Doordash driver finds injured woman, helps save her life


“She was my guardian angel,” the woman who fell told media outlets. “If I didn’t have her, I’d probably be dead.”

Fairhaven Police Department

DoorDash driver Sophia Furtado didn’t just drop off a pizza to a customer. In a moment of crisis, she also delivered help to save the woman’s life.

Furtado took action to save her customer from a dire fall after she found Caryn Herbert Sullivan bleeding and unconscious in front of her Massachusetts home in early 2022, according to the Fairhaven Police Department.

Now, the New Bedford DoorDasher has been formally recognized for saving a life — and invited to train to become an emergency medical technician.

“Any first responder can tell you, what Sophia did that night was not something anyone would just do,” the police department said in a statement. “Those that have worked long enough in this field have seen people walk away, run away, drive away, pull out their phone, or simply just watch. Sophia sprung into action. … She saved a life.”

Furtado, 26, was dropping off a pizza at Sullivan’s home in February, according to TODAY. It was one of her last orders of the night.

Sullivan’s husband fell asleep while they waited for the pizza, WJAR reported, so she went outside to meet the driver.

That’s when it happened, Sullivan told WJAR.

“While I was standing there, my knee let go and my arm let go. I don’t really remember too much. I remember falling and seeing a lot of white in my face,” Sullivan said.

Furtado approached with the DoorDash order and noticed Sullivan on the ground. The woman was bleeding from her head and unresponsive, according to police.

“I immediately freaked out, so I go into the house and go get her husband. I said, ‘Your wife is at the bottom of the steps and bleeding really badly!’” Furtado told WJAR.

Issuing life-saving medical care is far from a DoorDasher’s job description, but Furtado had some training as an EMT.

As Furtado and Sullivan’s husband contacted 911, Furtado asked for towels and blankets and used a pillow to apply gentle pressure onto Sullivan’s head, where she was still bleeding, according to police.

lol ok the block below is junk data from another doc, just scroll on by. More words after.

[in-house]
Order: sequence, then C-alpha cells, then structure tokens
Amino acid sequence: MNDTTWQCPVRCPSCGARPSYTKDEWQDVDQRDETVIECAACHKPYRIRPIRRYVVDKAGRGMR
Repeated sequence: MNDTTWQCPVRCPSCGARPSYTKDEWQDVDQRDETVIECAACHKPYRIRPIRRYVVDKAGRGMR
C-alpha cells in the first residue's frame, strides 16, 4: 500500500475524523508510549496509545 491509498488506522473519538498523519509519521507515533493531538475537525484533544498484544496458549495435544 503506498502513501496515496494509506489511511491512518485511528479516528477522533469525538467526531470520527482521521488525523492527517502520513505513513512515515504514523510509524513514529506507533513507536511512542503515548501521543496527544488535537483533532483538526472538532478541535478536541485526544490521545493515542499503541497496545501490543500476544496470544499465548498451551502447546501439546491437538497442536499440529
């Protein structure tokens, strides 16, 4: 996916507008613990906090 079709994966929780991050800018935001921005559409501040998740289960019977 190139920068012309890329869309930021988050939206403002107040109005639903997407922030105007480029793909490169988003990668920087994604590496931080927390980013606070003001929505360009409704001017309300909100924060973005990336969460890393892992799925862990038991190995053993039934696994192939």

She also stabilized the woman’s head in an effort to prevent a spinal injury, police said.

When police arrived, they were “thrilled” to hear that Furtado had some EMT experience, TODAY reported.

“Sophia became a part of our team. She made it clear she wasn’t going anywhere,” police said in the release. “She helped officers apply a trauma dressing and streamlined information gathering. She stayed on scene with us until medics arrived and assisted medics until transport.”

Sullivan went into emergency surgery at 2 a.m. for severe brain bleeds on the night of the incident, according to police.

The doctor told authorities that Sullivan would have died if there had been any delay in emergency response, the release said.

“She was my guardian angel,” Sullivan told WJAR. “If I didn’t have her, I’d probably be dead.”

After weeks in the hospital and months in rehab for her brain injury, Sullivan is on the road to recovery, police said.

On April 20, Sullivan and her family were able to attend the Fairhaven Police Department’s event honoring Furtado for her heroic actions.

According to WJAR, Furtado and Sullivan became friends after the incident.

Furtado was given a Life Saving Award on behalf of the police department and a $1,000 DoorDash scholarship to fund her educational endeavors.

GMEC-EMT offered a discounted price on its EMT program, a passion that Furtado told WJAR she was pursuing before she had children.

“Thank you to the Fairhaven Police Department for gifting me this award,” Furtado commented on the police department’s Facebook page. “I’m happy Mrs. Sullivan is doing very well and that my efforts got her to the hospital quickly! Thank you everyone for your kind words.”

“Thank you again to Officer Jillian for putting this all together for our family and Sophia’s,” Sullivan’s daughter commented on Facebook. “I am so grateful to have my mom today.”

Alison Cutler is a National Real Time Reporter for the Southeast at McClatchy. She graduated from the Walter Cronkite School of Journalism and Mass Communication at Arizona State University and previously worked for The News Leader in Staunton, VA, a branch of USAToday.

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